But while electrolyte imbalances because of intense physical exertion is easy to understand (you’re losing a lot of sweating), it might be harder to wrap your head around how electrolyte happens with fasting.

In short, the longer the fast, the more electrolytes are released through urine, especially potassium and sodium 10.

And if you’re exercising during a fast, you can increase the loss of electrolytes, leading to a more pronounced imbalance.

So, it’s easy to see why if you’re not hydrating and replacing critical minerals, it’s easy for an imbalance to develop.

As a good rule of thumb, any fast longer than 12 hours could lead to an electrolyte deficiency. The body does have a small reserve of electrolytes, but these are typically depleted within 24 to 48 hours.

And since most of our minerals are consumed through food, reducing food intake drastically or completely fasting limits mineral intake.

Some of the most common signs of a potassium deficiency include:

  • Constipation
  • Heart palpitations
  • Fatigue
  • Muscle weakness
  • Muscle twitches or spasms
  • Numbness or tingling
  • Muscle stiffness

To prevent the symptoms of electrolyte imbalance or hypokalemia, supplementation through a fast is recommended—and it won’t break your fast!

Here are some guidelines:

  • Short fasts (24-48 hours) and IF/OMAD: Could benefit from electrolyte supplementation but not essential. This may depend on the status of the individual, activity level, and what you ate before starting your fast
  • Extended fasts (over 48 hours): Use full electrolyte supplementation, especially if engaging in physical activity.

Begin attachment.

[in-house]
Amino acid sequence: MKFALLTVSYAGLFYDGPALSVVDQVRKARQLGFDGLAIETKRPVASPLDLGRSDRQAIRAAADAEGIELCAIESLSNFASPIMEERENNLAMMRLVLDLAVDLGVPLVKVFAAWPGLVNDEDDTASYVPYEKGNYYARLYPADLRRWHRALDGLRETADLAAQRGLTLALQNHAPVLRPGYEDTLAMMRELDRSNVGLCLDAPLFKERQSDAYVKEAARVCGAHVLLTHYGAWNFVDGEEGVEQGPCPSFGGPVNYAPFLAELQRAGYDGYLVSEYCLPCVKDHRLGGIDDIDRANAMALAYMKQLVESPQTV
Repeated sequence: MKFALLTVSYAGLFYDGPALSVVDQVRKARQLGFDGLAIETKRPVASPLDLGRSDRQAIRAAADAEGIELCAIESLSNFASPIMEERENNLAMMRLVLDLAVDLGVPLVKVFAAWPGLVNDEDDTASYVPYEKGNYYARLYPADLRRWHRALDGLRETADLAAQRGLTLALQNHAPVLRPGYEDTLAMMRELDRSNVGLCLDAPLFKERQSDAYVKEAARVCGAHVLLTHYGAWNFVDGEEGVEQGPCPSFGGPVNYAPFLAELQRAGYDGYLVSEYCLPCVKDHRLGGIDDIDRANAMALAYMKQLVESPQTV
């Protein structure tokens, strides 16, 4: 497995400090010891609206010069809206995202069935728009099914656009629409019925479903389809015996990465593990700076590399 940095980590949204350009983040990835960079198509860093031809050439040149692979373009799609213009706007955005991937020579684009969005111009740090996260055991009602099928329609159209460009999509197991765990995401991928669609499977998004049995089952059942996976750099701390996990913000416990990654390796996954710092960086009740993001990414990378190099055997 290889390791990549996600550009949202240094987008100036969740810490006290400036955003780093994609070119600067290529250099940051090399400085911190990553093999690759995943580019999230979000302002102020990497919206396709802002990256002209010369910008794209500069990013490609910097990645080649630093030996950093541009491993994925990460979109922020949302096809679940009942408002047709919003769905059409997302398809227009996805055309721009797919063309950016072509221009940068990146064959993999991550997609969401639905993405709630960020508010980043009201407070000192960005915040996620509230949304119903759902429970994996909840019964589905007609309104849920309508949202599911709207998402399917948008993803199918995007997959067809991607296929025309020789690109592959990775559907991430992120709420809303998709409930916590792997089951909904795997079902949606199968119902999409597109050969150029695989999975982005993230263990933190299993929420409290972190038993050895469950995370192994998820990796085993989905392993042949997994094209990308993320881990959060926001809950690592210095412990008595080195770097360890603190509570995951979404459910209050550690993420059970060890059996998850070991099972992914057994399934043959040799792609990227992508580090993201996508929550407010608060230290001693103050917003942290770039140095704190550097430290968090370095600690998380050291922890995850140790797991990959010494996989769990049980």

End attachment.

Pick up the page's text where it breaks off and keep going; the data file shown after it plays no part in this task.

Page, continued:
Some experts suggest that sodium, chloride, potassium, and magnesium are required for optimal fasting experience, but there’s minimal research available to support this.

That said, it’s never a bad idea and won’t cause harm if you do.

How To Determine The Optimal Level Of Fasting Electrolytes

Not sure whether you need more or less electrolytes during your fast?

There is no one-size-fits-all answer for finding the exact amount, but it becomes easy to tell once you get a feel for it after a couple of days of fasting.

Here are some signs to look out for on both ends of the spectrum:

Not enough electrolytes

  • Headache
  • Fatigue
  • Dizziness
  • Brain fog
  • Nausea
  • Muscle cramps or weakness
  • Irregular or fast heartbeat
  • Depression

Too many electrolytes

  • Diarrhea
  • Abdominal pain
  • Nausea
  • Swollen ankles and fingers
  • Bloating

Where To Find Potassium

With all of that said, how do you get enough potassium?

If you need to supplement while fasting, you can choose a pure potassium supplement, an electrolyte blend, or a multivitamin like Performance Lab NutriGenesis Multi—but in any case, it should supply enough to maintain levels and restore what was lost during a fast.


If you’re not fasting, ensure you consume potassium-rich foods to boost your levels. Some of the best options include:

  • Cantaloupe
  • Dried apricots
  • Bananas
  • Oranges
  • Spinach
  • Brussel sprouts
  • Lentils
  • Winter squash
  • Beet greens
  • Avocado

But what is the best solution? Do both!

Supplement during fasting and load up on potassium-rich foods when you’re not.